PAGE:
What Is Colorectal Cancer Screening?
Colorectal cancer almost always develops from precancerous polyps (abnormal tissue growths) in the colon or rectum. Screening tests can find precancerous polyps so that they can be removed prior to becoming cancer. Screening tests can also find colorectal cancer in an early stage, when treatment works best.
- If you are 45 to 75 years old, you should get your screening for colorectal cancer.
- Many people are not getting screened as recommended so they may the opportunity to prevent colorectal cancer or to find it at an early stage, when treatment works best.
- If it is possible you may be at an increased risk for colorectal cancer, speak with your doctor about when to begin screening, which testing would be best for you, and how often to get tested.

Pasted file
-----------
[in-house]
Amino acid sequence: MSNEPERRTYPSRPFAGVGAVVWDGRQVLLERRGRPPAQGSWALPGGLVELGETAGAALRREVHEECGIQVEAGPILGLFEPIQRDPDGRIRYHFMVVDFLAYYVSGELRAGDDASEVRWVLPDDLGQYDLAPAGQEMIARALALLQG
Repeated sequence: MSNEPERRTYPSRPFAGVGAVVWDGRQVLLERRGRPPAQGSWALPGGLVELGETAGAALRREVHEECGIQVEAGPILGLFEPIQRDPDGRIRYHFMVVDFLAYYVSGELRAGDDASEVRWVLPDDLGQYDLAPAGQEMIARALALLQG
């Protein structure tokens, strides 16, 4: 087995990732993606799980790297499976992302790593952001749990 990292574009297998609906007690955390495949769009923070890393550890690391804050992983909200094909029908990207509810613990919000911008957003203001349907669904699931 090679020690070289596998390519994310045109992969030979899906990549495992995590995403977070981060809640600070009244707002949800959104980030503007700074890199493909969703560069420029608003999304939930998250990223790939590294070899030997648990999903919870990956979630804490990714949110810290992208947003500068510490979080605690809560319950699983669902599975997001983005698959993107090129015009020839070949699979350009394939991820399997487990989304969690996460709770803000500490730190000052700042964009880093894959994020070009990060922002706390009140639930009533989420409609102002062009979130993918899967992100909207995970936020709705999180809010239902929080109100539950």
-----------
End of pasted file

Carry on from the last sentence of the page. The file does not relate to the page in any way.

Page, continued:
- The Task Force recommends several different colorectal cancer screening strategies, including stool tests, flexible sigmoidoscopy, colonoscopy, and CT colonography (virtual colonoscopy). Learn about these screening tests.
When Should I Begin to Get Screened?
Most people should begin screening for colorectal cancer after turning 45, then continue getting screened at regular intervals. However, you may need to be tested earlier than 45, or more often if you fall into one of these categories:
- You or a close relative have had colorectal polyps or colorectal cancer.
- You have an inflammatory bowel disease such as Crohn’s disease or ulcerative colitis.
- You have a genetic syndrome such as familial adenomatous polyposis (FAP) or hereditary non-polyposis colorectal cancer (Lynch syndrome).
If you think you are at a greater risk for colorectal cancer, speak with your physician about —
- What age to begin screening?
- Which screening test is right for you?
- How often should get tested?